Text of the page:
Whenever the inclination for prayer strikes, I turn to my iPhone and the Greek Mythology App. I’ve always been partial to god-collectives; it seems more likely my message will be received if it’s addressed to more than one recipient, and I like to get multiple opinions before coming to my own conclusions. With the Greek pantheon, you just know you can always find what you’re looking for in terms of divine intervention. Problems in the bedroom? Bitch to Aphrodite. Desperate to cure that irritating skin condition? Consult Apollo. Can’t pay off that loan shark? Hades’ll take care of you. Whatever the problem, there’s a god for that.
But Zeus knows if the Olympians don’t suit your soul, there are plenty of other options in Supreme Beings – certainly more than when my parents were growing up. Back in their day, you were either Christian, Jewish, or ‘Other,’ – now there are Mormons, Muslims, Buddhists, Wiccans, Scientologists, and more just desperate to sell me on their special brand of worship, so it’s no surprise that a Pew Research Study on my so-called Millennial generation found 36% of the 18- to 29-year-old crowd aren’t convinced that there’s a God. Of course there isn’t a God. How could you worship just one?
We Millennials are a technology-based generation, used to throwing a question out into the void, and getting half-a-million responses in under a minute. We’ve been taught that anything is possible on the internet, and that if we want something, we only have to check Amazon.com or eBay. How could any one God compete with that?
Religion should be like Google. It has all the answers – from ‘how many donkeys are there in the world?’ to ‘why do I keep hitting myself with a hammer?’ – and some of them are even correct. Online, truth is reached by consensus, inflammatory idiots are labeled ‘trolls’ (their opinions quickly dismissed or deleted) and if you don’t like the scripture, edit the page.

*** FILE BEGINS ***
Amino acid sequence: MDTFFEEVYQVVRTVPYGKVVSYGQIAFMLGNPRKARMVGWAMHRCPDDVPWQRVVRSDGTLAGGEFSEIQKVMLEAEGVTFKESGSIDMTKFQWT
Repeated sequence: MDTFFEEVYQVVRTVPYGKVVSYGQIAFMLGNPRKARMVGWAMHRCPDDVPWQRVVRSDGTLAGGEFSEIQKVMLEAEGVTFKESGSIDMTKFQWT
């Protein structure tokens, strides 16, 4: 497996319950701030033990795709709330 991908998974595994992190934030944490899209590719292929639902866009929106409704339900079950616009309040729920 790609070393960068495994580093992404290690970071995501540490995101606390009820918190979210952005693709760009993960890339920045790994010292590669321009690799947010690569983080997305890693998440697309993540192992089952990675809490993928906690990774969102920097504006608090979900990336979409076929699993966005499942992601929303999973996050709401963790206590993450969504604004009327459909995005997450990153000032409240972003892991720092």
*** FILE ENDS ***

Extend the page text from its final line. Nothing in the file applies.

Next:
With all the knowledge at our fingertips, we want to make sure we’re getting the best deal. We’re not about to walk out of the store with the base model when we can customize our own belief system. I myself could go for God’s forgiveness, Yaweh’s tough love, Allah’s mercy, Buddha’s enlightenment, and – what the heck – throw in one of those alien things that’s living in Tom Cruise. Religion, like technology, should allow for upgrades.
Of course, let’s not confuse religion and spirituality; we’re talking about two different operating systems. Some people study the code, looking for meaning in every line, and some people just accept that it works, while acknowledging that there’s someone out there running the server.
And some, like myself, just call it magic.
Whatever you call it, my generation has built its own network, one not necessarily tied to Catholicism, or Hinduism, or Dadaism. It’s a network of humanism. Who needs Shabbat services or Mass on Easter morning – we’ve got Facebook. In the temple of Twitter we become ‘followers,’ and other people hang on our every 140 characters. We worship people like Joss Whedon and Stephen Colbert for telling it like it is, not because someone tells us to. We share experiences, pick up practices as we go, dropping them if they don’t work, working them into our collective memory if they do, and it doesn’t cost a thing. (If there’s one thing a Millennial loves, it’s free swag.) As a generation we have an attention span issue, and we’re not about to waste our time on some rigid, bottom-line deity when there’s another one two urls away that’s got more gigs on its hard drive. We’re exploring our options, shopping around, comparing prices.
Control is in the hands of those who know how to use the tech, and the geek shall inherit the earth. We’re all out there searching for something, even if it’s just a connection with another human being. Out there, somewhere, there’s probably a god for that.